Postgraduate Course: Practical Software Development (EPCC11001)
|School||School of Informatics
||College||College of Science and Engineering
|Credit level (Normal year taken)||SCQF Level 11 (Postgraduate)
||Availability||Not available to visiting students
|Summary||Programming is often the first thing we learn when we move into software development, but it is not the singular focus of a good software developer. As this course will cover, a good software developer must be able to produce code which, among other qualities, is well designed, maintainable, readable, and testable. Importantly, they must in addition to being able to write good code, they must be able to undertake and understand the other roles that are necessary to produce good software products. These roles can include but are not limited to project management, risk management, planning, requirement engineering, and system architecture. This course aims to cover the programming approaches that lead to good code and the processes which lead to the delivery of high-quality, efficient, robust, portable, usable software products. You will be introduced to areas of increasing prominence in both academia and industry including the importance of software sustainability and the use of agile methods.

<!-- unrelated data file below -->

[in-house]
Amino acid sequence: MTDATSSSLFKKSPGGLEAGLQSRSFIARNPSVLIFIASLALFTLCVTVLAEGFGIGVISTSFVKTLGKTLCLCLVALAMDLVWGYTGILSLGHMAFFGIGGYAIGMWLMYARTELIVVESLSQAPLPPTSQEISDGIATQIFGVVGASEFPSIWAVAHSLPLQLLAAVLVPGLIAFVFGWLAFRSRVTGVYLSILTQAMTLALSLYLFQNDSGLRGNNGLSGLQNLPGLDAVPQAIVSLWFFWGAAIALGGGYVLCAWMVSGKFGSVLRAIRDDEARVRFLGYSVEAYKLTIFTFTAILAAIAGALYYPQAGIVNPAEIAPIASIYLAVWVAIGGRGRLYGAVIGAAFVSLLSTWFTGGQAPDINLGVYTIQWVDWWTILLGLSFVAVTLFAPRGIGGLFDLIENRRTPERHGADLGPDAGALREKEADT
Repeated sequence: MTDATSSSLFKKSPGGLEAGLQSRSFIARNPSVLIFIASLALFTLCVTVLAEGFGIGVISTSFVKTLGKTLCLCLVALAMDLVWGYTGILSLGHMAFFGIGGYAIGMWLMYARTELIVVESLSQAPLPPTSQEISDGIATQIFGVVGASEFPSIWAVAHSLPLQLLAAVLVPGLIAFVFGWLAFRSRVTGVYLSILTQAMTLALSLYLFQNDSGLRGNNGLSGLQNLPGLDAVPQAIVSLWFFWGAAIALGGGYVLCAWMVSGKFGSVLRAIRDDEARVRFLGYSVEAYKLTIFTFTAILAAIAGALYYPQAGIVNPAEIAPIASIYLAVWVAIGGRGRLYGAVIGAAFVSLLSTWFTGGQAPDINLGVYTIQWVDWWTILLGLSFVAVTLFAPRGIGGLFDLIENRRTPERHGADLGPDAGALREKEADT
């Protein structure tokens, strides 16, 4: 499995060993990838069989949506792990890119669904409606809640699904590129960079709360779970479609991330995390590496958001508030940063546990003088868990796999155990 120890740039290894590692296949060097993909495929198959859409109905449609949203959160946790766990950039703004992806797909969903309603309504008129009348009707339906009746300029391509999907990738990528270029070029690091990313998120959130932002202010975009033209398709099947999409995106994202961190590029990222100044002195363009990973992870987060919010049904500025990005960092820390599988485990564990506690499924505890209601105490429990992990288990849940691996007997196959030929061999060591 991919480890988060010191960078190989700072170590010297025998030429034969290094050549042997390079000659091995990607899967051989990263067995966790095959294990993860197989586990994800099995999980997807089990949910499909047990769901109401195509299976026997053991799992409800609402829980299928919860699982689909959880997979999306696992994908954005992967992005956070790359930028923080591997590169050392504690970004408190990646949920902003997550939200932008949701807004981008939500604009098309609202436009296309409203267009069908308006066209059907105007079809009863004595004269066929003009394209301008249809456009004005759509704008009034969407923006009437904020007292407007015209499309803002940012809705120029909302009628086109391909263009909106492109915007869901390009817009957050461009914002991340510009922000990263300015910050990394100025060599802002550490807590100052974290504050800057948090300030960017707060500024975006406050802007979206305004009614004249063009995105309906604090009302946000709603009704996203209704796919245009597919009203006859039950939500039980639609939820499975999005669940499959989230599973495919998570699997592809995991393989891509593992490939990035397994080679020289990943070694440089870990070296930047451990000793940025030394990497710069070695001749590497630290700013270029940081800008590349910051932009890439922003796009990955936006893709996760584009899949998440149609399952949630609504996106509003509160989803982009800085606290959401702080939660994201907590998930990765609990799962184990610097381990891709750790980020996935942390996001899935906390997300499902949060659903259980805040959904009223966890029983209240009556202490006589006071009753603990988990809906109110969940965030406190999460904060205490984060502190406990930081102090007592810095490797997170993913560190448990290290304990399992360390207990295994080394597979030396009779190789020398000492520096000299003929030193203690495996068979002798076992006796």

The course covers the following:
- Best practices for scientific computing.
- Introduction to operating systems, compilers and batch systems.
- Writing programs for people, programs that are readable, maintainable, and usable.
- Reviewing code to identify bugs and share expertise.
- Debugging using code browsers and debuggers.
- Managing versions and collaborating using revision control.
- Automating common tasks and building programs using a build tool.
- Automated regression and unit testing to help ensure and maintain program correctness.
- Profiling and performance analysis to identify and improve a program's use of processing and memory resources.
- Security, authentication and authorisation concepts.
- REST application programming interfaces.
- Open source software.
- Software Development Projects and Processes
- Development Models
- Project Approaches including Agile and PRINCE2
- Project Planning: Task Scheduling and Risks
- Design: Requirements Capture and Prioritisation, Interfaces, Code, System
- Software Testing
- Usability and Evaluation
- Project Teams and Communications
- Project Reviews